Crackdown on Chinese accounts shows US social media giants becoming ‘more proactive’
- Speed and coordination of response by Twitter, Facebook and YouTube to alleged disinformation campaign on Hong Kong protests ‘not seen before’
- Pressure from US, European Council and others has pushed them to do more to monitor politically motivated and state-sponsored activities, analysts say
The swift crackdown on an alleged disinformation campaign linked to Hong Kong’s anti-government protests shows social media platforms Twitter, Facebook and YouTube are becoming more proactive about dismantling influence operations, according to analysts.
They cited the contrast between the speedy, synchronised move by the US companies and their track record of combating such activity on their platforms.
Pressure from the United States, the European Council and others to root out political disinformation, and the release of former special counsel Robert Mueller’s report in April detailing Russia’s use of social media to meddle in the 2016 US elections, had pushed the platforms to do more to monitor politically motivated and state-sponsored activities, they said.
“We haven’t seen this kind of speed and coordination before [from the platforms], it’s always been dragging and kicking social media companies to do something – here they seem to have been more proactive. The explanation has to be more than technical, and it has to be more than geopolitical,” said David Fidler, adjunct senior fellow for cybersecurity at the Council on Foreign Relations in New York.
He noted that the move was made within the context of a strong US agenda to counter China’s global influence and cyber capabilities.
“If you connect improved business understanding and technical capabilities with a long-standing monitoring of these companies’ relationships with China, you can see that the groundwork was in place for a swifter response than we’ve seen on anything else,” Fidler said.
Statements from Facebook and Google also noted coordination between the companies in their investigations. Facebook confirmed it had acted on a tip from Twitter, while Google confirmed exchanging information with “industry partners” when investigating threats.
That level of coordination was indicative of how the companies had “scaled up” their investment around security and detection of platform manipulation after the 2016 US elections, according to Jake Wallis, senior analyst at the Australian Strategic Policy Institute’s International Cyber Policy Centre.
The platforms have come under intense political and public scrutiny for not reacting adequately to that misinformation campaign until the election was over.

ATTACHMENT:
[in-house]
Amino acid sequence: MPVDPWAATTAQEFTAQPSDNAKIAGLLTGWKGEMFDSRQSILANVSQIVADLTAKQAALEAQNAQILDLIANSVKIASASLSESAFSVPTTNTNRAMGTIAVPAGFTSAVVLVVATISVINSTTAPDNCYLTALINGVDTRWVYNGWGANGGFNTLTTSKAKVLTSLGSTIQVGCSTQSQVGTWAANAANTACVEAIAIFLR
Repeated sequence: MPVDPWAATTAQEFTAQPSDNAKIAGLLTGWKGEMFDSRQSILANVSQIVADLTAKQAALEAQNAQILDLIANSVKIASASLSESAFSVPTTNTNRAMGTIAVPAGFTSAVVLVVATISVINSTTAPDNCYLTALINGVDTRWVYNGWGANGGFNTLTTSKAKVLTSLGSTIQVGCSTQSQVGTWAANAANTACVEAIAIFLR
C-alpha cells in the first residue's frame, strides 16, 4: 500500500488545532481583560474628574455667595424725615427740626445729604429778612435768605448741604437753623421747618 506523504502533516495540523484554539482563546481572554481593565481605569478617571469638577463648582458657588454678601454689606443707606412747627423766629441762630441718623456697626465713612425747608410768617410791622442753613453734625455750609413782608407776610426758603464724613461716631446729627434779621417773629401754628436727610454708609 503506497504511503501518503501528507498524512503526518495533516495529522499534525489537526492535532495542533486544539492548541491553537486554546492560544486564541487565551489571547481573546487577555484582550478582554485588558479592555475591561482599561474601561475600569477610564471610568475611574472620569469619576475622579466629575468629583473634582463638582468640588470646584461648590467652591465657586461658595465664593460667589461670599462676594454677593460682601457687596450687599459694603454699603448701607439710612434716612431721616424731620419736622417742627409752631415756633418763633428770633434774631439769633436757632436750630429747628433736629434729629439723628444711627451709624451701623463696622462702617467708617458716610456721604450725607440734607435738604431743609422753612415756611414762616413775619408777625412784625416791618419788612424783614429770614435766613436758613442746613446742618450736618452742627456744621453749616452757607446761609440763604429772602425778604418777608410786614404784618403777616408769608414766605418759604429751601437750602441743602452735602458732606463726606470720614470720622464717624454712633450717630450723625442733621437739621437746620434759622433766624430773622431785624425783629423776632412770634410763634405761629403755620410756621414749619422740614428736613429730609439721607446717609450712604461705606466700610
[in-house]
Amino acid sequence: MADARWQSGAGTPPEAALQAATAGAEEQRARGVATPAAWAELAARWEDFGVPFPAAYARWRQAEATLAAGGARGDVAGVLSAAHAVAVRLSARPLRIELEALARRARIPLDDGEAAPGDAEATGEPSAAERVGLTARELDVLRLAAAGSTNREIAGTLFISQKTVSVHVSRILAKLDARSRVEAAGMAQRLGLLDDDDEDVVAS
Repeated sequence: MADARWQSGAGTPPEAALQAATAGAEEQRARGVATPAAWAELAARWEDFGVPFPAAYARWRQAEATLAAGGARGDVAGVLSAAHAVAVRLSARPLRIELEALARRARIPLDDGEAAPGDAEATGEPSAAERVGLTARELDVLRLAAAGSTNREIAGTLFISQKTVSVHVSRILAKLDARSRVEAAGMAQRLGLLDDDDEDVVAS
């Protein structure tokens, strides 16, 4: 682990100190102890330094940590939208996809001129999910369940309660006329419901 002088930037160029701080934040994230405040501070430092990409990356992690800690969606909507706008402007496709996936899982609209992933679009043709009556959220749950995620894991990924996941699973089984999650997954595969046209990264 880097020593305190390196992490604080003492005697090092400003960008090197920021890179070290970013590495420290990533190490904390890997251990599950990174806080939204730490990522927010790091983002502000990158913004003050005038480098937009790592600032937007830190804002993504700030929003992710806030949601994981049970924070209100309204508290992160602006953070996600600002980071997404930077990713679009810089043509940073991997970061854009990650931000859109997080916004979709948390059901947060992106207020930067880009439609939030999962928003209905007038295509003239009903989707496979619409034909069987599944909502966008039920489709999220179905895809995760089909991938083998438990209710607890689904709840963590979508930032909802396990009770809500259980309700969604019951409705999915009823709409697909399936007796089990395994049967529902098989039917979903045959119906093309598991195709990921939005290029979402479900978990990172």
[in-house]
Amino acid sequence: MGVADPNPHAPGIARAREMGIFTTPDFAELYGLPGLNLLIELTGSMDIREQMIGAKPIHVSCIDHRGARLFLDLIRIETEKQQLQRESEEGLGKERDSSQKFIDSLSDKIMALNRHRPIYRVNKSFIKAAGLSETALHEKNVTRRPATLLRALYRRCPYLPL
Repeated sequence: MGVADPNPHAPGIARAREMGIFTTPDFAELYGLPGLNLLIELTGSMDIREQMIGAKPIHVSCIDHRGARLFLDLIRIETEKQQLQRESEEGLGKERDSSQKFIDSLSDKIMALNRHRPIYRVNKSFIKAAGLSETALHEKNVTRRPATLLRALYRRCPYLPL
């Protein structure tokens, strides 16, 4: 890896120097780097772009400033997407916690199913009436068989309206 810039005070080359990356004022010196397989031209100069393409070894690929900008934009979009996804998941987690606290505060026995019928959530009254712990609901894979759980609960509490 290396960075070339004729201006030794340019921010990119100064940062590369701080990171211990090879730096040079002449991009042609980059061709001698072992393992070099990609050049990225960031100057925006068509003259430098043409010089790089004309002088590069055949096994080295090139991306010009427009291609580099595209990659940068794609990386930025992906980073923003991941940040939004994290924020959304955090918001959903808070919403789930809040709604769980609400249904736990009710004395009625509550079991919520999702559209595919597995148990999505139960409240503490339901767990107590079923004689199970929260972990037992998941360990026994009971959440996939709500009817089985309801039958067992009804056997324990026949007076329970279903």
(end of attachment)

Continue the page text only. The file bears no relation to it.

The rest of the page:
Wallis said the platforms had been “learning from experience” and would likely direct more attention to places going through politically critical moments.
“What was particularly notable from Twitter’s and Facebook’s announcements was just how forward leaning they were prepared to be in attributing this activity to a state link. I don’t think that’s a step they would have taken lightly, all three would wish to grow some sort of market in China,” he said.
Detecting that the accounts were linked to the Chinese government would have taken an advanced combination of algorithmic and human investigation.
These are capabilities that the companies have been slowly building since the Islamic State’s social media campaigns starting in 2014 raised a red flag on how the platforms are also fertile ground for extremism, misinformation and manipulation, according to Fidler.
Automated detective work from algorithms identify accounts not behaving in the way a human would and establish connections between accounts with similar behaviours, to measure their scale. Human employees would then connect the dots based on an understanding of the political context surrounding the mechanised findings.
“One of the key factors that the platforms would be drawing on here [is asking] why would a network of accounts behave in that way, what are they trying to drive at? What message are they trying to amplify, how is that message being targeted?” Wallis said.
“It’s really a combination of technical signals, data points, the geopolitical, strategic understanding that you overlay on that technical data.”
In the case of Hong Kong, it may not have been particularly hard for the platforms to discern what was happening, compared with Russia’s US-focused misinformation, which was established over a matter of years, analysts agreed.
“This does not have the hallmarks of a long-running effectively planned influence operation similar to what we saw from Russia in the 2016 elections,” Wallis said. His team’s analysis of the files released by Twitter found traceable accounts and “aged accounts” that appeared they might have been for hire.
Another red flag was what Twitter described as activity from “specific unblocked IP addresses”, which in the mainland would indicate that they were special government-approved channels that did not require the use of a virtual private network to access a website outside China’s Great Firewall. Twitter, Facebook, and Google are all blocked in mainland China.
Andre Oboler, head of the Online Hate Prevention Institute in Sydney and a senior lecturer in cybersecurity at La Trobe University’s Law School in Melbourne, said the platforms’ swift response to the disinformation campaign showed how far they had come even since the 2016 US elections.
But he said their findings that it was a state-linked activity showed how significant a security threat state actors were to the platforms. That was a newer trend than misinformation campaigns or other nefarious activities launched on the platforms by non-state actors, hacking syndicates or special interest groups.
Oboler added that after the latest attempts to sway opinion on Hong Kong, rooting out the work of state actors on their platforms “is now one of the major ongoing threats they need to work on”.